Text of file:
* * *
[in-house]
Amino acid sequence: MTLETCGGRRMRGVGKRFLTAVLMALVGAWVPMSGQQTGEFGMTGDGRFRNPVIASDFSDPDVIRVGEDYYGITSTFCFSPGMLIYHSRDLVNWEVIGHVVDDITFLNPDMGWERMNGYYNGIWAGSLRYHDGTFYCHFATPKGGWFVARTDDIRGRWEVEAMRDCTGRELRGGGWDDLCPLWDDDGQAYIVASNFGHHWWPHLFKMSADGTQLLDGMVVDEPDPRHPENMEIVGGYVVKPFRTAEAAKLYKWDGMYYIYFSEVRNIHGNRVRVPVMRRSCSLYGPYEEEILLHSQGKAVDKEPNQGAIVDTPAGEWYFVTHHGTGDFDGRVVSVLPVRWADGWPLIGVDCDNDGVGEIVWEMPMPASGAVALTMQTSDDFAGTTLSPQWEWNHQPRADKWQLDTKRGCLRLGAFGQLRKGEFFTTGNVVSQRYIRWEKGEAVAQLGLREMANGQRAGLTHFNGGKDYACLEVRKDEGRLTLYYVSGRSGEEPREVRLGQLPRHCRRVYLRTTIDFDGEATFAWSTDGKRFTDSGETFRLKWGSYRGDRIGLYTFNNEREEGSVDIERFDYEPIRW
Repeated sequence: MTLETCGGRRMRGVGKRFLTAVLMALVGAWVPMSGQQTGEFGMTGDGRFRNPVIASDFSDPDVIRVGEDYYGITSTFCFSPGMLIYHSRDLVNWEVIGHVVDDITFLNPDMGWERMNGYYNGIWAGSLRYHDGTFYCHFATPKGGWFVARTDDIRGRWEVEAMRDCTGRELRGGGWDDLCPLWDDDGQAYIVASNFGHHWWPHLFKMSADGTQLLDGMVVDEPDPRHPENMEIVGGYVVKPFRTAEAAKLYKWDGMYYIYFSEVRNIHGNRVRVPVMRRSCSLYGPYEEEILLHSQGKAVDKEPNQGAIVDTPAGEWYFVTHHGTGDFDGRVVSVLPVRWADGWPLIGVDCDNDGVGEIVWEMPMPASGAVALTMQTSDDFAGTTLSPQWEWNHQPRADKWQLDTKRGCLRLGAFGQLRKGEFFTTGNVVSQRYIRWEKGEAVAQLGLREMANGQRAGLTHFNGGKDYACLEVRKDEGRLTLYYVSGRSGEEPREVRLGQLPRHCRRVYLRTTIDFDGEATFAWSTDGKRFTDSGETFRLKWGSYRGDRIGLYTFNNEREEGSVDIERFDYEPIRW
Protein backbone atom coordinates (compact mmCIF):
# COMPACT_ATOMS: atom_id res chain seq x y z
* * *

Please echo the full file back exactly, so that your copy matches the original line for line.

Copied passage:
[in-house]
Amino acid sequence: MTLETCGGRRMRGVGKRFLTAVLMALVGAWVPMSGQQTGEFGMTGDGRFRNPVIASDFSDPDVIRVGEDYYGITSTFCFSPGMLIYHSRDLVNWEVIGHVVDDITFLNPDMGWERMNGYYNGIWAGSLRYHDGTFYCHFATPKGGWFVARTDDIRGRWEVEAMRDCTGRELRGGGWDDLCPLWDDDGQAYIVASNFGHHWWPHLFKMSADGTQLLDGMVVDEPDPRHPENMEIVGGYVVKPFRTAEAAKLYKWDGMYYIYFSEVRNIHGNRVRVPVMRRSCSLYGPYEEEILLHSQGKAVDKEPNQGAIVDTPAGEWYFVTHHGTGDFDGRVVSVLPVRWADGWPLIGVDCDNDGVGEIVWEMPMPASGAVALTMQTSDDFAGTTLSPQWEWNHQPRADKWQLDTKRGCLRLGAFGQLRKGEFFTTGNVVSQRYIRWEKGEAVAQLGLREMANGQRAGLTHFNGGKDYACLEVRKDEGRLTLYYVSGRSGEEPREVRLGQLPRHCRRVYLRTTIDFDGEATFAWSTDGKRFTDSGETFRLKWGSYRGDRIGLYTFNNEREEGSVDIERFDYEPIRW
Repeated sequence: MTLETCGGRRMRGVGKRFLTAVLMALVGAWVPMSGQQTGEFGMTGDGRFRNPVIASDFSDPDVIRVGEDYYGITSTFCFSPGMLIYHSRDLVNWEVIGHVVDDITFLNPDMGWERMNGYYNGIWAGSLRYHDGTFYCHFATPKGGWFVARTDDIRGRWEVEAMRDCTGRELRGGGWDDLCPLWDDDGQAYIVASNFGHHWWPHLFKMSADGTQLLDGMVVDEPDPRHPENMEIVGGYVVKPFRTAEAAKLYKWDGMYYIYFSEVRNIHGNRVRVPVMRRSCSLYGPYEEEILLHSQGKAVDKEPNQGAIVDTPAGEWYFVTHHGTGDFDGRVVSVLPVRWADGWPLIGVDCDNDGVGEIVWEMPMPASGAVALTMQTSDDFAGTTLSPQWEWNHQPRADKWQLDTKRGCLRLGAFGQLRKGEFFTTGNVVSQRYIRWEKGEAVAQLGLREMANGQRAGLTHFNGGKDYACLEVRKDEGRLTLYYVSGRSGEEPREVRLGQLPRHCRRVYLRTTIDFDGEATFAWSTDGKRFTDSGETFRLKWGSYRGDRIGLYTFNNEREEGSVDIERFDYEPIRW
Protein backbone atom coordinates (compact mmCIF):
# COMPACT_ATOMS: atom_id res chain seq x y z